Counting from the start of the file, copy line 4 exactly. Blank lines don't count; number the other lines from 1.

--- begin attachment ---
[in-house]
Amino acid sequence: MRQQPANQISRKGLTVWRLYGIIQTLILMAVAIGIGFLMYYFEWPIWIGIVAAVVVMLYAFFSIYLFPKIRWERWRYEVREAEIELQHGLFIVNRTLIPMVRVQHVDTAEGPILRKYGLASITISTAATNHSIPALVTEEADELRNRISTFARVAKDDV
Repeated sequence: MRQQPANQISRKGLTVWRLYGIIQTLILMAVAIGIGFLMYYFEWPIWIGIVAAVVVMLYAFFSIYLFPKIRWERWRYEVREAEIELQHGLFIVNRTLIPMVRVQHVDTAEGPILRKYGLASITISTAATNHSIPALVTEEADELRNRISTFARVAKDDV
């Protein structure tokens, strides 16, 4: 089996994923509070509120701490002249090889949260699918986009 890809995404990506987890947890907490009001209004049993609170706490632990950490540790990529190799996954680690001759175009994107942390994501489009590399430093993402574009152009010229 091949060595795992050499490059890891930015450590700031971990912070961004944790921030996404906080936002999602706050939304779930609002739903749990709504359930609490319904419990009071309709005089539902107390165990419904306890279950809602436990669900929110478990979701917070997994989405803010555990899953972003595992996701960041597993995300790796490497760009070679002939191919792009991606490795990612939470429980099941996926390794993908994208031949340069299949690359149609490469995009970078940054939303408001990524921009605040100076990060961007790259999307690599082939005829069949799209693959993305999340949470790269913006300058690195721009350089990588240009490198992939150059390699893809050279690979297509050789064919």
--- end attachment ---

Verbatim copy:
């Protein structure tokens, strides 16, 4: 089996994923509070509120701490002249090889949260699918986009 890809995404990506987890947890907490009001209004049993609170706490632990950490540790990529190799996954680690001759175009994107942390994501489009590399430093993402574009152009010229 091949060595795992050499490059890891930015450590700031971990912070961004944790921030996404906080936002999602706050939304779930609002739903749990709504359930609490319904419990009071309709005089539902107390165990419904306890279950809602436990669900929110478990979701917070997994989405803010555990899953972003595992996701960041597993995300790796490497760009070679002939191919792009991606490795990612939470429980099941996926390794993908994208031949340069299949690359149609490469995009970078940054939303408001990524921009605040100076990060961007790259999307690599082939005829069949799209693959993305999340949470790269913006300058690195721009350089990588240009490198992939150059390699893809050279690979297509050789064919």